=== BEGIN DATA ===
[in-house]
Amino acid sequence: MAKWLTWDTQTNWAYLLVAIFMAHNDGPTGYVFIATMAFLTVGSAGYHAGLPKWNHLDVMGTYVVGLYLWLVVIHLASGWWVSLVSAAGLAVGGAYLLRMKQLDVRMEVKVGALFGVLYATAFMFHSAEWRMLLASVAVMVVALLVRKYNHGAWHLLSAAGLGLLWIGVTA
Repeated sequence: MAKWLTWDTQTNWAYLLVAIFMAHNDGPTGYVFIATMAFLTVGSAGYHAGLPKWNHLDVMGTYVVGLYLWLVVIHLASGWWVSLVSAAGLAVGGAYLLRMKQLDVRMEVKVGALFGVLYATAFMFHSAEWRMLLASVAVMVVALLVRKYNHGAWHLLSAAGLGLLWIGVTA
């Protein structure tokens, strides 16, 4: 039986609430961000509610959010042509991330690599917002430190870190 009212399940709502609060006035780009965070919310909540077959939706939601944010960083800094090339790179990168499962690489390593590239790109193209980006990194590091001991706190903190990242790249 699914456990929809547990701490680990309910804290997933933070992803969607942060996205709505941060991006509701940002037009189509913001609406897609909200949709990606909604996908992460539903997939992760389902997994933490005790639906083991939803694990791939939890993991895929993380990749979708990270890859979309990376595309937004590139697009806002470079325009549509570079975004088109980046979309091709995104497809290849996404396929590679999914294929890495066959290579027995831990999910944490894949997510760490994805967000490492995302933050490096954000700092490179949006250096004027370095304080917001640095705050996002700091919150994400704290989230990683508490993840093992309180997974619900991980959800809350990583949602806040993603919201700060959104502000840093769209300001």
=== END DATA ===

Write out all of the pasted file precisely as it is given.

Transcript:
[in-house]
Amino acid sequence: MAKWLTWDTQTNWAYLLVAIFMAHNDGPTGYVFIATMAFLTVGSAGYHAGLPKWNHLDVMGTYVVGLYLWLVVIHLASGWWVSLVSAAGLAVGGAYLLRMKQLDVRMEVKVGALFGVLYATAFMFHSAEWRMLLASVAVMVVALLVRKYNHGAWHLLSAAGLGLLWIGVTA
Repeated sequence: MAKWLTWDTQTNWAYLLVAIFMAHNDGPTGYVFIATMAFLTVGSAGYHAGLPKWNHLDVMGTYVVGLYLWLVVIHLASGWWVSLVSAAGLAVGGAYLLRMKQLDVRMEVKVGALFGVLYATAFMFHSAEWRMLLASVAVMVVALLVRKYNHGAWHLLSAAGLGLLWIGVTA
């Protein structure tokens, strides 16, 4: 039986609430961000509610959010042509991330690599917002430190870190 009212399940709502609060006035780009965070919310909540077959939706939601944010960083800094090339790179990168499962690489390593590239790109193209980006990194590091001991706190903190990242790249 699914456990929809547990701490680990309910804290997933933070992803969607942060996205709505941060991006509701940002037009189509913001609406897609909200949709990606909604996908992460539903997939992760389902997994933490005790639906083991939803694990791939939890993991895929993380990749979708990270890859979309990376595309937004590139697009806002470079325009549509570079975004088109980046979309091709995104497809290849996404396929590679999914294929890495066959290579027995831990999910944490894949997510760490994805967000490492995302933050490096954000700092490179949006250096004027370095304080917001640095705050996002700091919150994400704290989230990683508490993840093992309180997974619900991980959800809350990583949602806040993603919201700060959104502000840093769209300001």